Folks —

Such a rough week with the loss of the magnificence that is Robin Williams. A gut, soul and heart punch to be sure. Yes, he was a genius artist, but he was also a high priest — a great leader in our midst, showing everyone, through his rare gifts of expression, what love, loving, laughter, laughing do for our well-being.

And yet, sadly, paradoxically, he couldn’t get a hold of, or hold on to his
own well-being.

This begs, for me, the age-old question: do our great teachers and wise men really have to suffer — like hang on a cross suffer — to wake us up to what’s truly important in life?

Crazy, but I have, since my earliest memories, been able to see the bigger picture, fairly quickly, in the face of some pretty tragic life events. Survival mechanism or just intuitive sense-making of what, at the time, makes no sense? Probably both.

For example — I knew that my brother Tim’s completely unexpected death, two weeks before 9-11 was his soul’s higher calling to be available to greet the many souls killed in the wake of that horrific incident.

Tim was a high priest in his own right, who was needed, I’m convinced, for his extraordinary brand of warmth and leadership, in non-physical, at a pivotal time in consciousness.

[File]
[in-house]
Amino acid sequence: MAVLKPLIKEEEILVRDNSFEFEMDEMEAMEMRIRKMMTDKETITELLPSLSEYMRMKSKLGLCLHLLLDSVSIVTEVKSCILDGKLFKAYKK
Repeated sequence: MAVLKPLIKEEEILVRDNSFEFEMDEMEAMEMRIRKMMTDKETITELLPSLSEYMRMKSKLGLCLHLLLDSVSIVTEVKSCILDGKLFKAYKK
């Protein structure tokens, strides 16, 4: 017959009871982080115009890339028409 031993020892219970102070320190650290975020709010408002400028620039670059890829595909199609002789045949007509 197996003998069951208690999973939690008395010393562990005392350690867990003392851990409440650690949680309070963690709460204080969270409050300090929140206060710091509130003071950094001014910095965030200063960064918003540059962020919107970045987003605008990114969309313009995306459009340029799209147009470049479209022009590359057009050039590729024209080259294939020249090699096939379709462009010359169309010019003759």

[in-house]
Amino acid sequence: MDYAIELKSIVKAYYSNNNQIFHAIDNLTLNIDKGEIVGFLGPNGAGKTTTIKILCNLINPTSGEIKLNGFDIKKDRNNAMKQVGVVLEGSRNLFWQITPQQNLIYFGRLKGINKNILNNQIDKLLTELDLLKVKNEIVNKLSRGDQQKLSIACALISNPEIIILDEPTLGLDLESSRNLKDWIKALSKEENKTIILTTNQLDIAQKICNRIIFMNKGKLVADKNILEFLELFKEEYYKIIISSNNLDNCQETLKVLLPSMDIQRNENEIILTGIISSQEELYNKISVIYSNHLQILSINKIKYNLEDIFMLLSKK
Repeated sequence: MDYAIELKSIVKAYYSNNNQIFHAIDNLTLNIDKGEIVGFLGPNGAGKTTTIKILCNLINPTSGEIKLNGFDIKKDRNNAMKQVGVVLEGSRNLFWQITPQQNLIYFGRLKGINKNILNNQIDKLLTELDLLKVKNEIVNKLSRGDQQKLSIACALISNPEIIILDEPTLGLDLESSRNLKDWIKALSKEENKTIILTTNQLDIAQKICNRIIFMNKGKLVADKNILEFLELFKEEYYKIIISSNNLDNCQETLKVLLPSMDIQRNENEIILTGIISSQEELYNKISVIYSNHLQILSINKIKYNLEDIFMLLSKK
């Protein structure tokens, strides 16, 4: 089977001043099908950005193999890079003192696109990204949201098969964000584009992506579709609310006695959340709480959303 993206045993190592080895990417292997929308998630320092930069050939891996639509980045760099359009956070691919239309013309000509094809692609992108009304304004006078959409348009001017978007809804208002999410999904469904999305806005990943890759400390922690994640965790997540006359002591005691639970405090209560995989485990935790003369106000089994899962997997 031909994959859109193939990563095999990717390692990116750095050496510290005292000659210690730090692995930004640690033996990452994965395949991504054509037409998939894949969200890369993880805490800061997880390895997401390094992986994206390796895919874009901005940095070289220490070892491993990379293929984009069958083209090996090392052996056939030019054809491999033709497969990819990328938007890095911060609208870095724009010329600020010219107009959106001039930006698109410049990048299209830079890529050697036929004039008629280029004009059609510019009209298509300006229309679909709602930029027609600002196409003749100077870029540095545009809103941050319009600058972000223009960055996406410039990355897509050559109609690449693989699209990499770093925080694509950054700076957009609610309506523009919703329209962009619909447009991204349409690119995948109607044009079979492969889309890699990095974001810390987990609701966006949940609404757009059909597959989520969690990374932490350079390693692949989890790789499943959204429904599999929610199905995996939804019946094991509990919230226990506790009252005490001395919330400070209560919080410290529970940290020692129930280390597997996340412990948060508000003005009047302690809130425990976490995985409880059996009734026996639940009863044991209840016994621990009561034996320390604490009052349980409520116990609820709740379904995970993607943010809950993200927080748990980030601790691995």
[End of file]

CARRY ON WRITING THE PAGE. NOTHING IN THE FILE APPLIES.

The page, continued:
Also, and this may sound woo woo, but so be it — he did come to me in a vision, the day of his passing, and told me, in no uncertain and most joyous terms to “tell everyone that I’m OK.” I promised him I would, although most whom I told had no listening for this message in the anguish of their own grief. I understood. Still, I delivered his words and felt the comfort of this higher knowing almost immediately.

News of Robin William’s death — the place of despair that he reached to take his own life — has started an elevated conversation amongst us. A necessary and absolutely, yes — life-affirming conversation.

I have been deeply touched by all the posts I’ve read — people talking openly, honestly, “coming out” about their own struggles with clinical depression, substance addiction — even Parkinsons Disease — and the help they’ve sought and gotten.